How is yellow fever transmitted?
In most cases, people become infected with yellow fever when they are bitten by an infected mosquito. The virus can also be transmitted directly through an infected person, through dirty needles, for example. Otherwise, this disease is not transmitted from person to person.
Symptoms of yellow fever
Some infected people do not develop symptoms of yellow fever. Usually the infection has 3 stages. The first begins a few days after the mosquito bite and may include the following symptoms:
- Pain in muscles and joints
- Back pain
- Loss of appetite
- Cold-like symptoms
After the initial phase, most patients get better, and often the disease does not progress further. However, in about 15-25% of patients, the condition worsens again and moves to the third, more serious stage. During this phase, the following symptoms may appear:
- High heat
- Internal bleeding
- State of shock
- Bleeding from eyes, mouth and nose
- Bloody stool
- Jaundice – yellowing of the skin and eyes
- Redness of the tongue, eyes and face
- Inflammation of the liver or hepatitis
- Multiple organ failure
These symptoms of viral hemorrhagic fever, it damages the internal organs and circulatory system. This condition is life-threatening for the patient. About half of patients with the third stage of yellow fever do not survive.
But those who survive will need lifelong medical care, because some of the organs, including the heart, lungs, kidneys or liver, can be seriously damaged. Patients with kidney damage may require lifelong hemodialysis. If your heart is affected by yellow fever, you will need to take medications or other treatments on a regular basis to prevent heart failure or a heart attack. Even when yellow fever recedes, the patient’s life can change dramatically.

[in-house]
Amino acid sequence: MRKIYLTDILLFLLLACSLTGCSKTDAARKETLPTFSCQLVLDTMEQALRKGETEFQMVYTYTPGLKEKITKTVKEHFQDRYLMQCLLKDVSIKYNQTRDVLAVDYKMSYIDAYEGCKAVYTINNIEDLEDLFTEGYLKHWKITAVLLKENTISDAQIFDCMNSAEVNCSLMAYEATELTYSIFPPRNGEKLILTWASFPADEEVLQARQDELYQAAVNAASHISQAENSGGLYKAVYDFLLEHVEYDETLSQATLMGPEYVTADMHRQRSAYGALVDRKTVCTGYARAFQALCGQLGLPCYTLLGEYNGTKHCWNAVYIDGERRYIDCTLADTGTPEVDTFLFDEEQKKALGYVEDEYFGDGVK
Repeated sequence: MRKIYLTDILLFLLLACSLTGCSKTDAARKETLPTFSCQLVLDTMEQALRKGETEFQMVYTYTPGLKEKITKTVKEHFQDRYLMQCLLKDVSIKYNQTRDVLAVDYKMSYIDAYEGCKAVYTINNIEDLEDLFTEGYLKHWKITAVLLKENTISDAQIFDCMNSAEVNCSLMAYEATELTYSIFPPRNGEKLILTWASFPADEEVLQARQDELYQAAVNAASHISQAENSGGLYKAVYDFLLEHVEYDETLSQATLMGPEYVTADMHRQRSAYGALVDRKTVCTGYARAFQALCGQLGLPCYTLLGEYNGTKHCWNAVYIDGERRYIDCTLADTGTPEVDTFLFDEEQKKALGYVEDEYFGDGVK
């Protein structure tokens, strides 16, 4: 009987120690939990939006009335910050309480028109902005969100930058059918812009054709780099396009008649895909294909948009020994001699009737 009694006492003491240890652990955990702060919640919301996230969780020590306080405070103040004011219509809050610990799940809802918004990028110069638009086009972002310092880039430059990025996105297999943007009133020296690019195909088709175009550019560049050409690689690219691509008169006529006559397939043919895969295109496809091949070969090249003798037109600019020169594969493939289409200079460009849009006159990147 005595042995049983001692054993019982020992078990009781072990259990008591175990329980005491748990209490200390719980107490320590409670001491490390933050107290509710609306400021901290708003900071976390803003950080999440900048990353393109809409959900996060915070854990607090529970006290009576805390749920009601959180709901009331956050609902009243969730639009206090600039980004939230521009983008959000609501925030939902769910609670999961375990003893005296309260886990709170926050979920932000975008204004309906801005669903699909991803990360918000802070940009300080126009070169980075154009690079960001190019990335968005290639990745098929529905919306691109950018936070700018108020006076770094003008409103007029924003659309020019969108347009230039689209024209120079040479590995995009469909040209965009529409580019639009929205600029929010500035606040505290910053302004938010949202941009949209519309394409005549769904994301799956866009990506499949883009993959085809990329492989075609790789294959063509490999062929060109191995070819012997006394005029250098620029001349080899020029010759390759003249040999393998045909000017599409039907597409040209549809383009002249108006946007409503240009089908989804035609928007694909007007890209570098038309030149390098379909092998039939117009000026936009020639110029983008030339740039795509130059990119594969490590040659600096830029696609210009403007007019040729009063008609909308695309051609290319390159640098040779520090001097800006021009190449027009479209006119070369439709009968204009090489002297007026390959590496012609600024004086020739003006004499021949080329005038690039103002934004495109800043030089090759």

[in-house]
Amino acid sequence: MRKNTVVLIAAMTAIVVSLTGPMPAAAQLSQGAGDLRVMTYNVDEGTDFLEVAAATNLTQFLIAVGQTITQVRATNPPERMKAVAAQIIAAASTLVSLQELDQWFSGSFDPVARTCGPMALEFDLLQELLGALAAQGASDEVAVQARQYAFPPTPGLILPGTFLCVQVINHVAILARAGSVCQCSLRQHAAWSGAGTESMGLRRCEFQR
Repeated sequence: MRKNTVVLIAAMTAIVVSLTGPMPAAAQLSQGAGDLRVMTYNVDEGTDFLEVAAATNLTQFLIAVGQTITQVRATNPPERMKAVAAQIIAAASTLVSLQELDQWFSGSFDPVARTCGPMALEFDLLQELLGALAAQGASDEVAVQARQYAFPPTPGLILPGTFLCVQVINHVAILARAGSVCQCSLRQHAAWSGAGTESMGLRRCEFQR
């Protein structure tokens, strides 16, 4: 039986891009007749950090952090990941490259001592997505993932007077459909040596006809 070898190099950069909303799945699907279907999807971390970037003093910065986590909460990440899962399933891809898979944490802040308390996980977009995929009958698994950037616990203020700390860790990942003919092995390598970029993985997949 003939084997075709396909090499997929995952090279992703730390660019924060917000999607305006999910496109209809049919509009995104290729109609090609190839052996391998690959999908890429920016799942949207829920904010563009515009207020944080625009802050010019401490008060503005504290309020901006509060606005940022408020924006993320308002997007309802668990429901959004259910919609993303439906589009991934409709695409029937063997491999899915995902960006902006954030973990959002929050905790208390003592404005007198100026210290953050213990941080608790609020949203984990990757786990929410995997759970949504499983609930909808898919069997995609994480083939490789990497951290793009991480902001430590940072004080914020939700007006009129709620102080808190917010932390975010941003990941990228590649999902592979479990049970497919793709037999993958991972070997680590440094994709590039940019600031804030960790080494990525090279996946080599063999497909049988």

Where is yellow fever common?
Yellow fever is more common in Africa and in Central and South America. These areas are endemic for yellow fever. In West Africa and South America, its prevalence is especially high. According to the Centers for Disease Control and Prevention, among those who have not been vaccinated and have been in West Africa for only 2 weeks, 50 out of 100,000 become infected with yellow fever. Among people who spent a two-week vacation in South America, 5 out of 100,000 become infected.
Countries with particularly high prevalence of yellow fever:
- Republic of the Congo
- Ivory Coast
- Burkina Faso
- Central African Republic
- Democratic Republic of the Congo
- Sao Tome and Principe
In addition to these countries, some sub-Saharan African countries, as well as countries in Central and South America, can be added to this list. Urban dwellers are more susceptible to the virus. In Russia, all cases of yellow fever are imported. In our country, this infection has been known for a long time. Back in 1805, a decree would have been issued with its description and information about the need to protect port cities from this disease. The largest epidemic of yellow fever in Russia was during the construction of the Panama Canal, then 500 thousand people fell ill.
How do you know if you have yellow fever?
The only way to know that you have contracted yellow fever is to visit a doctor. If you have been to a country where the condition is common and then develop a fever or other symptoms, see your doctor right away. The doctor will clarify the symptoms and conduct tests for yellow fever. Tests may also be done to check for damage to the liver or other organs. When the first symptoms appear, it is important to immediately consult a doctor, because without treatment, a fever can lead to irreparable consequences.